As a teen, Richard “Buck” Buchanan, senior vice president of advanced projects at Spirit AeroSystems, unloaded semitrucks and worked in an orchard for a friend’s dad.
The work was physically demanding.
Periodically, he also helped his cousin who owned a carpet-cleaning business.
One day, his cousin contracted with the former Giant store, a local discount department store in southeast Wichita, to clean the store’s carpets, which were mainly aisle runners.
Buchanan’s job was to crawl around on his hands and knees with a bottle of chemicals and a pick tool removing gum and anything else globbed onto the carpet.
“There were things on there you couldn’t identify,” he said.
“You can imagine if you were in Walmart crawling around on the floor,” Buchanan said.
What made the job most unpleasant was that he had to do it while the store was open.
That way his cousin could start cleaning as soon as the store closed, leaving time for the carpets to dry overnight.
His hands got stepped on. Shoppers unintentionally backed into him with shopping carts.
He felt looked down upon.
One lady even accused him of being a pervert.
The job took five hours.
He made $20, enough to take his date to dinner on prom night.
“What I learned doing these manual tasks was that some human endeavors are not glamorous. Some (are) even distasteful and maybe even demeaning, but required,” he said.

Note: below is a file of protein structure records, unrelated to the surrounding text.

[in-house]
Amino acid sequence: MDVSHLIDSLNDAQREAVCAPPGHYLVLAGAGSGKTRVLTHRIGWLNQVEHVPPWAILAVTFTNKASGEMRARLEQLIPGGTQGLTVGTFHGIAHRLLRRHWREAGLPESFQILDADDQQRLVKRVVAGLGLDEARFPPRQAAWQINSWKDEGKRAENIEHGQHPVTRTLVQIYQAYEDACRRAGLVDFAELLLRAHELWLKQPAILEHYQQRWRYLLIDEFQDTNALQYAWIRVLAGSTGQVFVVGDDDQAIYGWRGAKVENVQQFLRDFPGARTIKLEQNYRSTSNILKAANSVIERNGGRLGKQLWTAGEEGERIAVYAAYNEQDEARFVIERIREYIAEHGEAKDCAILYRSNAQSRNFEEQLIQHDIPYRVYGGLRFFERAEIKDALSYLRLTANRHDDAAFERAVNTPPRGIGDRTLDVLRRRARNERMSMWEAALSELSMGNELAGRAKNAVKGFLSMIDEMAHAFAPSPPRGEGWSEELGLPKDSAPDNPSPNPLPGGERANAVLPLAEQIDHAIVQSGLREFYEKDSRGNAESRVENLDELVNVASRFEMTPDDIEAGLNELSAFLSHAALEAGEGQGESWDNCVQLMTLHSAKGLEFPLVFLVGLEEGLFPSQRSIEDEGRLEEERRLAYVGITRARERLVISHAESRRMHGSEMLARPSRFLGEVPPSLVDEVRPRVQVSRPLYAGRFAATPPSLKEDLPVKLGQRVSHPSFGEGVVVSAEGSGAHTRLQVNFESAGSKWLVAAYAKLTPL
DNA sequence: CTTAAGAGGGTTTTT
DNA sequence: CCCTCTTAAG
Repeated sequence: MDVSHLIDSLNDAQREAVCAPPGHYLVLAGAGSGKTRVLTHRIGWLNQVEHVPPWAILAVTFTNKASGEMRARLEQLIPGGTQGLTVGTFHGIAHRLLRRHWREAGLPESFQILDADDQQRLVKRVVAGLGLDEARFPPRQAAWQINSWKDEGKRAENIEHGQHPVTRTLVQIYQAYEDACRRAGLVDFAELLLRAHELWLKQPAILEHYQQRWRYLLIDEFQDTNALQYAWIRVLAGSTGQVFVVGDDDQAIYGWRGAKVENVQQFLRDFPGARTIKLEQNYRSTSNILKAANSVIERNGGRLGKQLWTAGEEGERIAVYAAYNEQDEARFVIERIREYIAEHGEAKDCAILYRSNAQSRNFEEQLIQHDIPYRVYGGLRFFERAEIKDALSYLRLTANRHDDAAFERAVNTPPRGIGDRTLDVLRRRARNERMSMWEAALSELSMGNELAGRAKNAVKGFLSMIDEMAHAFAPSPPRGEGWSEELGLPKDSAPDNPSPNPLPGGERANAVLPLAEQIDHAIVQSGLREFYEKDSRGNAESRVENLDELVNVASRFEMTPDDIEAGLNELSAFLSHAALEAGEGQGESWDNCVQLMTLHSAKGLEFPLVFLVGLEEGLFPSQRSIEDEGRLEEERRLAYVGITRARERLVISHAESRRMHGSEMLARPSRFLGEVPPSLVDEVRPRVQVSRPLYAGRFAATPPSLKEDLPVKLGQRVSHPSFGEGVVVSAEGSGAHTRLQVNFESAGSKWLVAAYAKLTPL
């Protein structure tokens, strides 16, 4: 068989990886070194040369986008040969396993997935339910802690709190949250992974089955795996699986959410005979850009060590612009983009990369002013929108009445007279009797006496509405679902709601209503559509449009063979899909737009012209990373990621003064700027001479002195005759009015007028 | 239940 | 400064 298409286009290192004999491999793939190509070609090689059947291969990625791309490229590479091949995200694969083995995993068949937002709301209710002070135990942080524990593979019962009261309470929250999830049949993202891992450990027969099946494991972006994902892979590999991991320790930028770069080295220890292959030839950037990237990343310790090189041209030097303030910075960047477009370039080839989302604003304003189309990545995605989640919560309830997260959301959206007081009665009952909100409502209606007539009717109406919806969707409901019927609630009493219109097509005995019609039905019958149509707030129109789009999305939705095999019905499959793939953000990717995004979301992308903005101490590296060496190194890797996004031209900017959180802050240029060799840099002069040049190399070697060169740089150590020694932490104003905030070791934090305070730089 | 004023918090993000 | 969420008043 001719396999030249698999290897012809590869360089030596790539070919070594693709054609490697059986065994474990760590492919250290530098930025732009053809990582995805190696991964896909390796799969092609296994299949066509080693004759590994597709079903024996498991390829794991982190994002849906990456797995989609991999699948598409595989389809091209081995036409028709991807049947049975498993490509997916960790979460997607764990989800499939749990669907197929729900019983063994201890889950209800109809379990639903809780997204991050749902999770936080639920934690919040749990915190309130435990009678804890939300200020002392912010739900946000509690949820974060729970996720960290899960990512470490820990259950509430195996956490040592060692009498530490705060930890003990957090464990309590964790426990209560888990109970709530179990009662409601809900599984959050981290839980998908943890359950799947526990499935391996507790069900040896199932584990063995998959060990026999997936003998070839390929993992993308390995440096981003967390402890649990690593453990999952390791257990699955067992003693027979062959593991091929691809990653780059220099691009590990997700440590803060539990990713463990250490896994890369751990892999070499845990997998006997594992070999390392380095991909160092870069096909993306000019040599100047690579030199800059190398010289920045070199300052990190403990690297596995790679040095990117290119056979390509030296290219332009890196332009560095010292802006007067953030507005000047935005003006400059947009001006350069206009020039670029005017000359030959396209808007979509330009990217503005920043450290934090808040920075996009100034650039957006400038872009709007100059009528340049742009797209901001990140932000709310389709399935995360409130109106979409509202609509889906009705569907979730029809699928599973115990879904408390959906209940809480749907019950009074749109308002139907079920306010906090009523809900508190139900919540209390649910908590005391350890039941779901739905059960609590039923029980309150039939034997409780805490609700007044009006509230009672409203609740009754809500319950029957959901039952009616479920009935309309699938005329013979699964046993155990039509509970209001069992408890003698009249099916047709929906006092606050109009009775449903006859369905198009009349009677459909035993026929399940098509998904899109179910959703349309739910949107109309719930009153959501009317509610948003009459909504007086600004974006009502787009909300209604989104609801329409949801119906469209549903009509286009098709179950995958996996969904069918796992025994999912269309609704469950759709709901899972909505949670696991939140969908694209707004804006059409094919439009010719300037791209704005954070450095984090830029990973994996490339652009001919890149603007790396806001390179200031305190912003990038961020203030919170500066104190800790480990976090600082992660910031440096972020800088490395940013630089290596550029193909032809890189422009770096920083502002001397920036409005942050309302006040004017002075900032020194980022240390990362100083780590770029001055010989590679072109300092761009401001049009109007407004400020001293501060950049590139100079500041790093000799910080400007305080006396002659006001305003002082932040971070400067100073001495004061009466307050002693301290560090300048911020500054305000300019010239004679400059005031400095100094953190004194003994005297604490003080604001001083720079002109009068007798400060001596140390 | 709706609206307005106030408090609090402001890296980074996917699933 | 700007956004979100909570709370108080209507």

And the difficulty of work involved, he said, doesn’t always correlate with the amount of compensation.
“Hard work, however, is in some ways its own reward,” Buchanan said.
Buchanan knew he wasn’t going to crawl around on his hands and knees cleaning carpet all of his life.
Physical work gives a view of the world, however, that everyone should see.
“Hard work, physical labor and a sense of accomplishment are all very satisfying and necessary to complete a person’s makeup and provide self-esteem,” he said.
“I did enough hard work to know that I should always respect it, and the people who do it.”
He’s not sure those lessons are learned today.
Many employees at Spirit work with their hands and are compensated pretty well for it, Buchanan said.
“They’re skilled jobs,” he said. “It’s important to respect what they do, not only because they’re skilled, but because it’s hard work.”
It takes all skills to make a company great.
“If I had my way, everybody who hired into Spirit would work six months on the shop floor,” Buchanan said.